Concurrently, France must be in a position to deploy well-prepared and well-equipped forces, at her initiative or in the framework of a coalition. In this spirit, in addition to the volume of forces that can be deployed, I’ve sought to ensure our armed forces’ operational effectiveness is further improved. They’ll have 66,000 rapidly-deployable soldiers organized into army brigades. They’ll be able to intervene from the carrier battle group based around the aircraft carrier Charles de Gaulle. They’ll also have amphibious and submarine capabilities. The air units will give us situation assessment and deep strike capabilities. Those are our overall projection capabilities. Let me add that the personnel deployed will enjoy enhanced legal protection. The Defence and Justice Ministries are due to work on this. Measures will be set out to this effect, particularly as part of the military estimates bill.

Finally, France must ensure her deterrence is credible. Need I remind you of its strategic nature? It protects us from any aggression or blackmail that might threaten our vital interests. That is its raison d’être. It preserves our freedom of action and our sovereignty. It persuades any adversary not to target France and thus risk considerable damage to its territory.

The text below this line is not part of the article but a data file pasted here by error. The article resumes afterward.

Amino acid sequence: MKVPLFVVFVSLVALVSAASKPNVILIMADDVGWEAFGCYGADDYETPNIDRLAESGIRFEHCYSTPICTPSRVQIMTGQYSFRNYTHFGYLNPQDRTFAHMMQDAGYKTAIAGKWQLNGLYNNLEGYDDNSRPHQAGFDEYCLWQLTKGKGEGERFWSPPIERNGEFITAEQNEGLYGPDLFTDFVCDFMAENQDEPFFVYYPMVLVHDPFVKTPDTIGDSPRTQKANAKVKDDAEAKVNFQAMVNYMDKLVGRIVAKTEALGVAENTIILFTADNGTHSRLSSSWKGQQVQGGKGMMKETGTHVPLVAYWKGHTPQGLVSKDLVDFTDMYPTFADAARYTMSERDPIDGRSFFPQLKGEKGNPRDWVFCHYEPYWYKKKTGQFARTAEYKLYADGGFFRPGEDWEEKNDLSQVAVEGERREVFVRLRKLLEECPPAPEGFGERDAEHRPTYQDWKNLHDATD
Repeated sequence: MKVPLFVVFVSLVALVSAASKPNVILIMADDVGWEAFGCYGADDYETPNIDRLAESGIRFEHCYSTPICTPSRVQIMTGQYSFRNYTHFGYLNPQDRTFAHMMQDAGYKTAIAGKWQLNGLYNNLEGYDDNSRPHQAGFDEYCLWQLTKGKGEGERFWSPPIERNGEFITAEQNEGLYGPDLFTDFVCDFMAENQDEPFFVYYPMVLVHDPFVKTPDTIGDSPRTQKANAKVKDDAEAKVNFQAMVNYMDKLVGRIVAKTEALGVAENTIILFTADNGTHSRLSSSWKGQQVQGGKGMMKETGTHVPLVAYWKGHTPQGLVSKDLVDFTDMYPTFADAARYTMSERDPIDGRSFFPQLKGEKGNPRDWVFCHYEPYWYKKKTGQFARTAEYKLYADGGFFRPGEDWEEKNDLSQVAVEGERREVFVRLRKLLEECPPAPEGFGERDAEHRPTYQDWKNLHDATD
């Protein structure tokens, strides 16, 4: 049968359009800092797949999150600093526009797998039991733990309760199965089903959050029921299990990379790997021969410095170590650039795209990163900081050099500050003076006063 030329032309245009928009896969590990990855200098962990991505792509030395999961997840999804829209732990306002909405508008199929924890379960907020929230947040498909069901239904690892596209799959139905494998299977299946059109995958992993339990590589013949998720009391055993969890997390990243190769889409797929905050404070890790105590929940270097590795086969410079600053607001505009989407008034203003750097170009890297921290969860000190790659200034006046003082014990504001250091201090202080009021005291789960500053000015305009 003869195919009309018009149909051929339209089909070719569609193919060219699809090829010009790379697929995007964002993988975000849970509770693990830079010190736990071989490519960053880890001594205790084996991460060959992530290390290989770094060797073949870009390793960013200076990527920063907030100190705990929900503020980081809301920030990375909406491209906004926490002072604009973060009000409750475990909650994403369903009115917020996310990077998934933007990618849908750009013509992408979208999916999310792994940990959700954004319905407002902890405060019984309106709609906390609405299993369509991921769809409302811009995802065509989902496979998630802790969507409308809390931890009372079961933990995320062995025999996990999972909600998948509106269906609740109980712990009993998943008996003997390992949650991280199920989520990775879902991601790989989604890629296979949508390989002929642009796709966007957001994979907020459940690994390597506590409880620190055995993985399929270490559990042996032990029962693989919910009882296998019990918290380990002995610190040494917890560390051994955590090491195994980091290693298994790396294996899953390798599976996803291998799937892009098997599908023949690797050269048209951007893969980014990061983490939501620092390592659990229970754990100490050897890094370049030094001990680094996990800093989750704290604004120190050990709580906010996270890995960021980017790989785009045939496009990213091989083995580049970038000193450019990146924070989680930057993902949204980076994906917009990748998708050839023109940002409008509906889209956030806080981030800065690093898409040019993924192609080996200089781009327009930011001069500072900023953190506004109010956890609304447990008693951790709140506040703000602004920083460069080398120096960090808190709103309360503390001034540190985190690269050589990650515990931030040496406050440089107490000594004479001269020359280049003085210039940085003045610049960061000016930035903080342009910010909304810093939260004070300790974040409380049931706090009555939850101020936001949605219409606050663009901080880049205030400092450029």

Our doctrine is based on the principle of strict sufficiency. This enables France to set an example in terms of nuclear disarmament.


Some people regularly criticize the cost of this ultimate guarantee to our public finances. I want to reply to them. The expenditure allocated to deterrence today represents 11% of the annual defence budget. Is 11% too much to guarantee our country’s safety? I don’t think so, especially as innovation and research have allowed us to make substantial savings on programmes. So I’ve taken the decision to retain our two components: seaborne and airborne. The recent failure of an M51 missile test after five successes reminds us that the successful use of our technologies is demanding and requires constant vigilance. I shall draw every conclusion from the investigation under way.

Today I’d like to reiterate my confidence in the extraordinary personnel who guarantee our deterrence under all circumstances, in every corner of the globe.

The fact remains that national defence is a heavy investment for the nation.